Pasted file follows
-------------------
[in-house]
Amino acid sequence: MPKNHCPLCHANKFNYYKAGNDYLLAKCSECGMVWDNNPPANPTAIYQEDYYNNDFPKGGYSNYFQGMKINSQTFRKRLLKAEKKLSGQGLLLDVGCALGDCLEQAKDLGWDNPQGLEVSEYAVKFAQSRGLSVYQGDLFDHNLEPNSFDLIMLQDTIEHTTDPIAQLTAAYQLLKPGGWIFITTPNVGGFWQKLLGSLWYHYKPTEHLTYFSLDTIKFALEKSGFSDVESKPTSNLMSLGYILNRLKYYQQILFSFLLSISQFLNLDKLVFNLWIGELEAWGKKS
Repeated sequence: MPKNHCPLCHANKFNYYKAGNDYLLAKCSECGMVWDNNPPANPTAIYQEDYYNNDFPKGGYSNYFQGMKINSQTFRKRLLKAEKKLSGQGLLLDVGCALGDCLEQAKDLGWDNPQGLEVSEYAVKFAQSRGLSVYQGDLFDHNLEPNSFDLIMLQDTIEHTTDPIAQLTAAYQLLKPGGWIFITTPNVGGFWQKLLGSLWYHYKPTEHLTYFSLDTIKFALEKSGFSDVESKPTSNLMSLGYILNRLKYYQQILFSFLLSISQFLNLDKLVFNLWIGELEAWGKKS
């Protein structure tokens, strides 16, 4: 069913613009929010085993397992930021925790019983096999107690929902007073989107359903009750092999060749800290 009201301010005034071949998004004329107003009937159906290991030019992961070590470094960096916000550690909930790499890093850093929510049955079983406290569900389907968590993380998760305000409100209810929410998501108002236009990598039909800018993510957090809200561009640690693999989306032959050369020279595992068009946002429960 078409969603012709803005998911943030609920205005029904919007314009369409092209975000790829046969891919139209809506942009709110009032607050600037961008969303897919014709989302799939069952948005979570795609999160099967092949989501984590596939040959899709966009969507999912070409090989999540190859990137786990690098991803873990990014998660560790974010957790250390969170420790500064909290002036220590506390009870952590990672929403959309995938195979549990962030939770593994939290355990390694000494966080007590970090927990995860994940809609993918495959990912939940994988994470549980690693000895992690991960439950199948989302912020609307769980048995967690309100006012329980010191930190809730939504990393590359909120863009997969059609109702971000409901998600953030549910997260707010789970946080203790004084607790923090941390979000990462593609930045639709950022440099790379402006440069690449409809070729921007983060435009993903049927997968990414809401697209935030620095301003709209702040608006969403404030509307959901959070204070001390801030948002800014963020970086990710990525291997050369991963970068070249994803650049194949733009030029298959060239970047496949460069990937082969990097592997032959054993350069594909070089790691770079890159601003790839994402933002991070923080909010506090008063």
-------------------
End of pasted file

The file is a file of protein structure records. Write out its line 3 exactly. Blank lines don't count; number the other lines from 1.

Repeated sequence: MPKNHCPLCHANKFNYYKAGNDYLLAKCSECGMVWDNNPPANPTAIYQEDYYNNDFPKGGYSNYFQGMKINSQTFRKRLLKAEKKLSGQGLLLDVGCALGDCLEQAKDLGWDNPQGLEVSEYAVKFAQSRGLSVYQGDLFDHNLEPNSFDLIMLQDTIEHTTDPIAQLTAAYQLLKPGGWIFITTPNVGGFWQKLLGSLWYHYKPTEHLTYFSLDTIKFALEKSGFSDVESKPTSNLMSLGYILNRLKYYQQILFSFLLSISQFLNLDKLVFNLWIGELEAWGKKS